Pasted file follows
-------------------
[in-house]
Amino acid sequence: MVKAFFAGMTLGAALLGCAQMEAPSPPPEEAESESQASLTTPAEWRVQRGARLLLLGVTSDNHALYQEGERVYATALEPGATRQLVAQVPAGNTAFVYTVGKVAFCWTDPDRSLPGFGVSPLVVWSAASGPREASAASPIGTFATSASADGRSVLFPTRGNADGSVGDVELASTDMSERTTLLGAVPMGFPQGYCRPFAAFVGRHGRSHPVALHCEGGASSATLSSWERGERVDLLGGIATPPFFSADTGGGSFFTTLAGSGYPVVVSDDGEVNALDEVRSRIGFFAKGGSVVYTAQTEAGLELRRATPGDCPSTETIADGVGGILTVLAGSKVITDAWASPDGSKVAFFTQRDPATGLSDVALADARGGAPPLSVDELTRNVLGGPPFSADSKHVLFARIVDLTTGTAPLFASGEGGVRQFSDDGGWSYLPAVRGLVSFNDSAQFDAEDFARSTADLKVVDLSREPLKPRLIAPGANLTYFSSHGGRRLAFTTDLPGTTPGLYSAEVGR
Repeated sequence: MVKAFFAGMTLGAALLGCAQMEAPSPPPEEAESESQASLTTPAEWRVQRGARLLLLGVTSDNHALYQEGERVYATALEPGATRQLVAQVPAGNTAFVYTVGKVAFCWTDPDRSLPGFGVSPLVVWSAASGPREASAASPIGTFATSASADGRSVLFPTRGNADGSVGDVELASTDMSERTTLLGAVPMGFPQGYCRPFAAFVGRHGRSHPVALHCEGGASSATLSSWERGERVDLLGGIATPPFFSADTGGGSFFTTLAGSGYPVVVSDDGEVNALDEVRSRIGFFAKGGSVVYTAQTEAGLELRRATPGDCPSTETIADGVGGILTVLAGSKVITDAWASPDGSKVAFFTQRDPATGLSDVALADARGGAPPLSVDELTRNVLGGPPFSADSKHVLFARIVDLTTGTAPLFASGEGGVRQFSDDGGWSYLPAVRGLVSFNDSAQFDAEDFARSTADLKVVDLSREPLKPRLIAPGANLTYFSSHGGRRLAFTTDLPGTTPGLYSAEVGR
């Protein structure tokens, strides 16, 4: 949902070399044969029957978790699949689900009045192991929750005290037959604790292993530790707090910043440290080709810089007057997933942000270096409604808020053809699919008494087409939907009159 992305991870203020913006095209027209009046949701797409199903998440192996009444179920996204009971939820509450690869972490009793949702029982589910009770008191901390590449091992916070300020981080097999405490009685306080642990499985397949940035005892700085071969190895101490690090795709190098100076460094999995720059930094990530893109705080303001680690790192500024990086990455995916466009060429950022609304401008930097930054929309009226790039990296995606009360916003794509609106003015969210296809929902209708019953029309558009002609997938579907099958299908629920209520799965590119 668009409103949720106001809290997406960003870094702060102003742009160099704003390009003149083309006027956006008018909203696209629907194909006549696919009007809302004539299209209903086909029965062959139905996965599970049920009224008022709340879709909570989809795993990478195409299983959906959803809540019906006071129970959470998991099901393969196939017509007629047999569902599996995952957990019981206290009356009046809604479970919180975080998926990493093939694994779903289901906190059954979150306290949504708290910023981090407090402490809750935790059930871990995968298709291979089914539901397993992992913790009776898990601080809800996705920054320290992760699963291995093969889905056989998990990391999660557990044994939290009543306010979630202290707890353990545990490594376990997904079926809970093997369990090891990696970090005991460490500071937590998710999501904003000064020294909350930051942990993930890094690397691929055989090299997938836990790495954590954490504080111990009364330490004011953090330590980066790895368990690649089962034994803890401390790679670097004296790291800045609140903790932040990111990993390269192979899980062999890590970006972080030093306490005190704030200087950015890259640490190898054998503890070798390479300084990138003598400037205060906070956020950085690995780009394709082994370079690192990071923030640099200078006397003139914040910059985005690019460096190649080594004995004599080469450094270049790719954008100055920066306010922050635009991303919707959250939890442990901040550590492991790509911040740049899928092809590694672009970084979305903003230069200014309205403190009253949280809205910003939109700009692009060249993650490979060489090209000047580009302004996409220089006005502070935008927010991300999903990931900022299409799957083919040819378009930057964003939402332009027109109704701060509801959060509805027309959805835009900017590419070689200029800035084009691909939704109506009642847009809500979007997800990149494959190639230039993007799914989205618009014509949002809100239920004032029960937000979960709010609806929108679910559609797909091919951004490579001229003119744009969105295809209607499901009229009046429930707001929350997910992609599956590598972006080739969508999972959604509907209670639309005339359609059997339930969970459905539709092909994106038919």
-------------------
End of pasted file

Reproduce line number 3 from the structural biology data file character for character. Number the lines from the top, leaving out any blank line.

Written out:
Repeated sequence: MVKAFFAGMTLGAALLGCAQMEAPSPPPEEAESESQASLTTPAEWRVQRGARLLLLGVTSDNHALYQEGERVYATALEPGATRQLVAQVPAGNTAFVYTVGKVAFCWTDPDRSLPGFGVSPLVVWSAASGPREASAASPIGTFATSASADGRSVLFPTRGNADGSVGDVELASTDMSERTTLLGAVPMGFPQGYCRPFAAFVGRHGRSHPVALHCEGGASSATLSSWERGERVDLLGGIATPPFFSADTGGGSFFTTLAGSGYPVVVSDDGEVNALDEVRSRIGFFAKGGSVVYTAQTEAGLELRRATPGDCPSTETIADGVGGILTVLAGSKVITDAWASPDGSKVAFFTQRDPATGLSDVALADARGGAPPLSVDELTRNVLGGPPFSADSKHVLFARIVDLTTGTAPLFASGEGGVRQFSDDGGWSYLPAVRGLVSFNDSAQFDAEDFARSTADLKVVDLSREPLKPRLIAPGANLTYFSSHGGRRLAFTTDLPGTTPGLYSAEVGR